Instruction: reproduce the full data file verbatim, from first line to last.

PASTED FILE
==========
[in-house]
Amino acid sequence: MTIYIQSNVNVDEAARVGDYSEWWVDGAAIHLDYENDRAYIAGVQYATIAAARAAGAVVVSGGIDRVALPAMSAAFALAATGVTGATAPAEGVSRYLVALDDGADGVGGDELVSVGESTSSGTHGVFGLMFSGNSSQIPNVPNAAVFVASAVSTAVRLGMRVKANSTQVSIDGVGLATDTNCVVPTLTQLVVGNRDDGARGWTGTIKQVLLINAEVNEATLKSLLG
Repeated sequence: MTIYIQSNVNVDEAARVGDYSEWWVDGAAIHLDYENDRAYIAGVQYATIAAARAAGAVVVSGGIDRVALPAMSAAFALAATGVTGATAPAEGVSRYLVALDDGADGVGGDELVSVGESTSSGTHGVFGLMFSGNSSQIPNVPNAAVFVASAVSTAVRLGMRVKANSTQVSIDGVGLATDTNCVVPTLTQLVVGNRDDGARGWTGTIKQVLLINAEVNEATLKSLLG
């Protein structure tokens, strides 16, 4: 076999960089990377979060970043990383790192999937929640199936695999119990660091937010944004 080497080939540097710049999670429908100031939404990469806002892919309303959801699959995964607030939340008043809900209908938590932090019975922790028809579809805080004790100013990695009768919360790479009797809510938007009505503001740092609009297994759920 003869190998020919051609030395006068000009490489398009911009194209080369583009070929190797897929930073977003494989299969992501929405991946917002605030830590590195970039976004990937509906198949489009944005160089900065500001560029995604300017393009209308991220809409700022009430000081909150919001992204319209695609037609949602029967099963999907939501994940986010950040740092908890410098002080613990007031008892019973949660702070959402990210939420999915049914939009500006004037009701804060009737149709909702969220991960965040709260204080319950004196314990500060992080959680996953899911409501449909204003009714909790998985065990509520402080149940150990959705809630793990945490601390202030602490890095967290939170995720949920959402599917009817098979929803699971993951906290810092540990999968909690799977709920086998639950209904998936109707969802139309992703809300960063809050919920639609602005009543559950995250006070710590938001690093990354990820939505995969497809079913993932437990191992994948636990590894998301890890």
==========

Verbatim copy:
[in-house]
Amino acid sequence: MTIYIQSNVNVDEAARVGDYSEWWVDGAAIHLDYENDRAYIAGVQYATIAAARAAGAVVVSGGIDRVALPAMSAAFALAATGVTGATAPAEGVSRYLVALDDGADGVGGDELVSVGESTSSGTHGVFGLMFSGNSSQIPNVPNAAVFVASAVSTAVRLGMRVKANSTQVSIDGVGLATDTNCVVPTLTQLVVGNRDDGARGWTGTIKQVLLINAEVNEATLKSLLG
Repeated sequence: MTIYIQSNVNVDEAARVGDYSEWWVDGAAIHLDYENDRAYIAGVQYATIAAARAAGAVVVSGGIDRVALPAMSAAFALAATGVTGATAPAEGVSRYLVALDDGADGVGGDELVSVGESTSSGTHGVFGLMFSGNSSQIPNVPNAAVFVASAVSTAVRLGMRVKANSTQVSIDGVGLATDTNCVVPTLTQLVVGNRDDGARGWTGTIKQVLLINAEVNEATLKSLLG
């Protein structure tokens, strides 16, 4: 076999960089990377979060970043990383790192999937929640199936695999119990660091937010944004 080497080939540097710049999670429908100031939404990469806002892919309303959801699959995964607030939340008043809900209908938590932090019975922790028809579809805080004790100013990695009768919360790479009797809510938007009505503001740092609009297994759920 003869190998020919051609030395006068000009490489398009911009194209080369583009070929190797897929930073977003494989299969992501929405991946917002605030830590590195970039976004990937509906198949489009944005160089900065500001560029995604300017393009209308991220809409700022009430000081909150919001992204319209695609037609949602029967099963999907939501994940986010950040740092908890410098002080613990007031008892019973949660702070959402990210939420999915049914939009500006004037009701804060009737149709909702969220991960965040709260204080319950004196314990500060992080959680996953899911409501449909204003009714909790998985065990509520402080149940150990959705809630793990945490601390202030602490890095967290939170995720949920959402599917009817098979929803699971993951906290810092540990999968909690799977709920086998639950209904998936109707969802139309992703809300960063809050919920639609602005009543559950995250006070710590938001690093990354990820939505995969497809079913993932437990191992994948636990590894998301890890």